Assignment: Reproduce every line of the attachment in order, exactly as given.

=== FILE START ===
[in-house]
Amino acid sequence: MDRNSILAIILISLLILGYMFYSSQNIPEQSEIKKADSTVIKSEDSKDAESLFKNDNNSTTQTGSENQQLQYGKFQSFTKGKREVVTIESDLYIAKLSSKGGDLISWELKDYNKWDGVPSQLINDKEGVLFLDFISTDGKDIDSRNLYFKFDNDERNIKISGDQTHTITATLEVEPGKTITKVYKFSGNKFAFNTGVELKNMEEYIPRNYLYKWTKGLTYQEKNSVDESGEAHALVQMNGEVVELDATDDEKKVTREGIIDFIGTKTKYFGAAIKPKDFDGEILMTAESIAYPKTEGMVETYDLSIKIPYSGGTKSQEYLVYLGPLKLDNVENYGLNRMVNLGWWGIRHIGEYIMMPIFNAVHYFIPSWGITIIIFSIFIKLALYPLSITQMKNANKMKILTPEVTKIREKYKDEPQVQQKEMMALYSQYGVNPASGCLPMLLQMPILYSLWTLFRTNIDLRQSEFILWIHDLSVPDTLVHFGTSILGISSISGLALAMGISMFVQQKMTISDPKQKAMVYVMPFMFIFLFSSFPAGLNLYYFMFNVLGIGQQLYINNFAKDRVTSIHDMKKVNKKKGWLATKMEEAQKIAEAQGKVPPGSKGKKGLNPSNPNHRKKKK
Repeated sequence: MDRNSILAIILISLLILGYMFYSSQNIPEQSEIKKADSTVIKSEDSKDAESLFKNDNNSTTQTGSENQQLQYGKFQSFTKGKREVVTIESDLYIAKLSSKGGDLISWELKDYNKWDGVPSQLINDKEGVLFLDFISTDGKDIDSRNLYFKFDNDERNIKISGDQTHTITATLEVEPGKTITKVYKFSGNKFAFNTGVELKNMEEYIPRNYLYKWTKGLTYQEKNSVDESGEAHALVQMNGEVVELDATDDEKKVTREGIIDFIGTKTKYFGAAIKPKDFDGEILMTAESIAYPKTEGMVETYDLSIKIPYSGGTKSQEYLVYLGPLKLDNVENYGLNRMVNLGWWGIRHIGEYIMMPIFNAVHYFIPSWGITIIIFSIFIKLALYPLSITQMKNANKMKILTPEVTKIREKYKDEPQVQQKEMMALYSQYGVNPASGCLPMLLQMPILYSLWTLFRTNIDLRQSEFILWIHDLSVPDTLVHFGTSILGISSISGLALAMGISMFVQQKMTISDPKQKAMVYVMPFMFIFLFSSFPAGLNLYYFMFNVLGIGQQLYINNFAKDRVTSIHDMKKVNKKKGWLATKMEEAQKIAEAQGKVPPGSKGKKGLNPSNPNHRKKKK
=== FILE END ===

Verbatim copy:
[in-house]
Amino acid sequence: MDRNSILAIILISLLILGYMFYSSQNIPEQSEIKKADSTVIKSEDSKDAESLFKNDNNSTTQTGSENQQLQYGKFQSFTKGKREVVTIESDLYIAKLSSKGGDLISWELKDYNKWDGVPSQLINDKEGVLFLDFISTDGKDIDSRNLYFKFDNDERNIKISGDQTHTITATLEVEPGKTITKVYKFSGNKFAFNTGVELKNMEEYIPRNYLYKWTKGLTYQEKNSVDESGEAHALVQMNGEVVELDATDDEKKVTREGIIDFIGTKTKYFGAAIKPKDFDGEILMTAESIAYPKTEGMVETYDLSIKIPYSGGTKSQEYLVYLGPLKLDNVENYGLNRMVNLGWWGIRHIGEYIMMPIFNAVHYFIPSWGITIIIFSIFIKLALYPLSITQMKNANKMKILTPEVTKIREKYKDEPQVQQKEMMALYSQYGVNPASGCLPMLLQMPILYSLWTLFRTNIDLRQSEFILWIHDLSVPDTLVHFGTSILGISSISGLALAMGISMFVQQKMTISDPKQKAMVYVMPFMFIFLFSSFPAGLNLYYFMFNVLGIGQQLYINNFAKDRVTSIHDMKKVNKKKGWLATKMEEAQKIAEAQGKVPPGSKGKKGLNPSNPNHRKKKK
Repeated sequence: MDRNSILAIILISLLILGYMFYSSQNIPEQSEIKKADSTVIKSEDSKDAESLFKNDNNSTTQTGSENQQLQYGKFQSFTKGKREVVTIESDLYIAKLSSKGGDLISWELKDYNKWDGVPSQLINDKEGVLFLDFISTDGKDIDSRNLYFKFDNDERNIKISGDQTHTITATLEVEPGKTITKVYKFSGNKFAFNTGVELKNMEEYIPRNYLYKWTKGLTYQEKNSVDESGEAHALVQMNGEVVELDATDDEKKVTREGIIDFIGTKTKYFGAAIKPKDFDGEILMTAESIAYPKTEGMVETYDLSIKIPYSGGTKSQEYLVYLGPLKLDNVENYGLNRMVNLGWWGIRHIGEYIMMPIFNAVHYFIPSWGITIIIFSIFIKLALYPLSITQMKNANKMKILTPEVTKIREKYKDEPQVQQKEMMALYSQYGVNPASGCLPMLLQMPILYSLWTLFRTNIDLRQSEFILWIHDLSVPDTLVHFGTSILGISSISGLALAMGISMFVQQKMTISDPKQKAMVYVMPFMFIFLFSSFPAGLNLYYFMFNVLGIGQQLYINNFAKDRVTSIHDMKKVNKKKGWLATKMEEAQKIAEAQGKVPPGSKGKKGLNPSNPNHRKKKK